(Suggestion) Where else can I go to get something like this?

This gives the collector an out - he can either tell you his source or give suggestions to where else he has searched in the process of getting that awesome wrist piece.

The next few are exclusive to watches being on sale. In the course of procurement we often forget our manners, standing behind the age old adage that the customer is always right.

(Off-Putting) Has the watch ever been polished?

Here's a common fact - most vintage watches have been polished in the course of their lives. Watches we own as vintage today came from all walks of life and have been through all sorts of knocks and bumps, which will leave its scars.

To make things a little more palatable, they were often polished to remove the scratches and cuts. Watch makers who have been through those times will also attest to recommend their customers' watches go through more than the usual spit and shine. So asking this question to a collector simply means you are new to the game.

When asked of a used watch however, this question becomes totally valid, since you want to know if any work has been done in the course of it's short life span.

(Suggestion) I would like to ask for more photos or a video of the case.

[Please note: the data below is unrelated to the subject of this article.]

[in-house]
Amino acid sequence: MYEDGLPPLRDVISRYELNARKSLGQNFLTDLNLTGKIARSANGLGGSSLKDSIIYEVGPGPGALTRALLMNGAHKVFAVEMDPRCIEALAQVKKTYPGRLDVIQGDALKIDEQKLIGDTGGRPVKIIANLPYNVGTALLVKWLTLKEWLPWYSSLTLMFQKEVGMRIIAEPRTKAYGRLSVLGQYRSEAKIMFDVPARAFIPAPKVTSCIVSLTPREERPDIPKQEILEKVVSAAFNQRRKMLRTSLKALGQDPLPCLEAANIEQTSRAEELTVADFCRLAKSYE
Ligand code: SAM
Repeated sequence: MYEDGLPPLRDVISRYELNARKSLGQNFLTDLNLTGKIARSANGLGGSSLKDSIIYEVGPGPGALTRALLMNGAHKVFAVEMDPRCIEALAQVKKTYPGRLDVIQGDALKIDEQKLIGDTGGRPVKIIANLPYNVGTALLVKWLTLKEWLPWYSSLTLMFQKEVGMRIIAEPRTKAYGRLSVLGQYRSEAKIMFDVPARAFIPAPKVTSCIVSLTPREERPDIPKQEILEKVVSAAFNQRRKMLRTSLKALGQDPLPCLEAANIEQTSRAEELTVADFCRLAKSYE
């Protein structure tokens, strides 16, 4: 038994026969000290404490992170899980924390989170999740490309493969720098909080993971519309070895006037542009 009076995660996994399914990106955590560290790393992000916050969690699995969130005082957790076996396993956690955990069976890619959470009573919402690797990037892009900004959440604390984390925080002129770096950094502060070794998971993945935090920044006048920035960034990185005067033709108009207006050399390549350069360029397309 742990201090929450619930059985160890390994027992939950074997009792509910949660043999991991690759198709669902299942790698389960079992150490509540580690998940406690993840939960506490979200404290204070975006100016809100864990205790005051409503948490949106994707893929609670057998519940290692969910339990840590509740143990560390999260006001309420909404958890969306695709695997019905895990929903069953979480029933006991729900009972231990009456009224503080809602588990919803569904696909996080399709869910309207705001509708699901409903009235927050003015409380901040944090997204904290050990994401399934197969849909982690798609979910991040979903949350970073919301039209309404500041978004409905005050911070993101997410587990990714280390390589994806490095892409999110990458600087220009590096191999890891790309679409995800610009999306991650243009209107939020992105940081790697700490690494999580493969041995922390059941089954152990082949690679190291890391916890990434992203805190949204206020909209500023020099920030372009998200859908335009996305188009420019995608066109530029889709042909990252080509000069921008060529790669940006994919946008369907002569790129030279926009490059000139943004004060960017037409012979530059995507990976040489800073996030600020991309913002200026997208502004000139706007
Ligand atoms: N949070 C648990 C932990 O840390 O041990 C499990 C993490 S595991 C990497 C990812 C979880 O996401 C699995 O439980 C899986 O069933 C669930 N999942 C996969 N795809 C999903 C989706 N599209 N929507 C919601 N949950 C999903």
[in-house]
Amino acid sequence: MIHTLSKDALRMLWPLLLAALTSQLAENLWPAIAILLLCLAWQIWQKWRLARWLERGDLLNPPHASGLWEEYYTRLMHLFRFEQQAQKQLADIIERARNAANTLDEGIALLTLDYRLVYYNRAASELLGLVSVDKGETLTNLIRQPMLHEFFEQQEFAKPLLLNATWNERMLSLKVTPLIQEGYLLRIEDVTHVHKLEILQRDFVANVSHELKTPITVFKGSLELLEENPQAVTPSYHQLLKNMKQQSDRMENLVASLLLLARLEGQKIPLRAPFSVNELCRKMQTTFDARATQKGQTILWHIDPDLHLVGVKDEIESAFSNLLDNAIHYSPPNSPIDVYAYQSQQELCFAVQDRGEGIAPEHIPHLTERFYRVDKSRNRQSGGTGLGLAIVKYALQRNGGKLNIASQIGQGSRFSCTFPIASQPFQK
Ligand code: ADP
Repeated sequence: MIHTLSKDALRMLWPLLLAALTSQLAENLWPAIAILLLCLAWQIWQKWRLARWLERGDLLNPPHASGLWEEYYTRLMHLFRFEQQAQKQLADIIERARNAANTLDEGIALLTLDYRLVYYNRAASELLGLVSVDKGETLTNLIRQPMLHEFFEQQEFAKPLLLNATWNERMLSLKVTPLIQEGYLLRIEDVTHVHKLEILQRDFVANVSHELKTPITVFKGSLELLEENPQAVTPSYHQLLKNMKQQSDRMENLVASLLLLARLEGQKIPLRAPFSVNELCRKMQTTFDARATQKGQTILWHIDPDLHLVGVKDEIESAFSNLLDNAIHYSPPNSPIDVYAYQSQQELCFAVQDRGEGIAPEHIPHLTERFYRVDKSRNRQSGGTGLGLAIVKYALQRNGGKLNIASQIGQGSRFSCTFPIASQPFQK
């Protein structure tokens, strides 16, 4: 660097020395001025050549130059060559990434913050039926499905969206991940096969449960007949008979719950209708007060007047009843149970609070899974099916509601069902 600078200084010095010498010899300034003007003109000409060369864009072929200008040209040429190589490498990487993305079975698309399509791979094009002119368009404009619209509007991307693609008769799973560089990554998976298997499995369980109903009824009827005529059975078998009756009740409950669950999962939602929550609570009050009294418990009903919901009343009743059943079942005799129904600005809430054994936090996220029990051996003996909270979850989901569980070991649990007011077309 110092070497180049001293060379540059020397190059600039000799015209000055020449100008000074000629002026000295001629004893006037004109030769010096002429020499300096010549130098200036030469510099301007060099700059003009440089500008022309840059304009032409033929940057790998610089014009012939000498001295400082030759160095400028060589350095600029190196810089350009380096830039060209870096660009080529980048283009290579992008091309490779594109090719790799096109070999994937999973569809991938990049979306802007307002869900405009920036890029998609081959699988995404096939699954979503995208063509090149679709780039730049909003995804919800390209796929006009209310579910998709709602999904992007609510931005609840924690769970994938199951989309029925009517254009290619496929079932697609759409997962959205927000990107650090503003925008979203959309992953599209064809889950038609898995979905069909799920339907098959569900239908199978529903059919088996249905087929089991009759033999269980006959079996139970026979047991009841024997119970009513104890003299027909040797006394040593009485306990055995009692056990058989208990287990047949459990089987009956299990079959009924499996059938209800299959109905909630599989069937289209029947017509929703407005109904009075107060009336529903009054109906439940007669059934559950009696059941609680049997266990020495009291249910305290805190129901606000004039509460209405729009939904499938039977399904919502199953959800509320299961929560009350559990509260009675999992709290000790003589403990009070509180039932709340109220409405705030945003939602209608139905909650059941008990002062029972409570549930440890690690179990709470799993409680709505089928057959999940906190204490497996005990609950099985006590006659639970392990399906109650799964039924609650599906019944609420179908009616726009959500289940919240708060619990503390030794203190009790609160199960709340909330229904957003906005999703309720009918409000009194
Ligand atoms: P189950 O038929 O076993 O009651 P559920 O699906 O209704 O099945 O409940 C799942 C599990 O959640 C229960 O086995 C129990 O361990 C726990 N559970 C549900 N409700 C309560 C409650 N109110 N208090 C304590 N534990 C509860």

This takes the responsibility of deciding whether a case has been too polished away from the seller. Unless he has been clear in his description, most watch cases would have been polished to an acceptable degree. Over polished watch cases can take away from the original look of the watch.

(Off-Putting) How many previous owners are there?

This doesn't matter does it? All you should care about is the condition of the watch now. Believe me when I say that you WILL KNOW if the watch has had any known previous owners.

(Suggestion) Do you have any service history?

This eliminates the frustration of having to trace entire family trees of previous owners and gets right down to the crux of the matter - whether the watch has been taken care of. With the cosmetic factor out of the way because you would have inspected the watch with your own eyes (or asked for enough photos to do so), the next thing to worry about isn't the number of previous owners but rather whether the watch has been serviced enough in its number of years.

A look into the case back would give some sort of indication, and if any are present you are given some sort of information as to the maintenance of the time piece. I also wrote a piece on watch servicing, if you're interested in reading.

And here is the grand master of all silly questions.

(Off-Putting) Is the watch authentic?

I'm not even going to entertain the notion of being asked this question. It's a total lack of respect.

(Suggestion) I've seen other photos of the watch and the _____ looks different.

This invites discussion, and maybe a little education if you're not totally familiar with the watch. I have learnt a lot from fellow collectors pointing things out to me, and appreciate every bit of exchange.


©.2020. Reproduce with permission. Further enquiries at tabletopwatches@gmail.com.

Best viewed on desktop, because you should really take your time with vintage.

  • Instagram - Grey Circle
  • Twitter - Grey Circle
  • Facebook - Grey Circle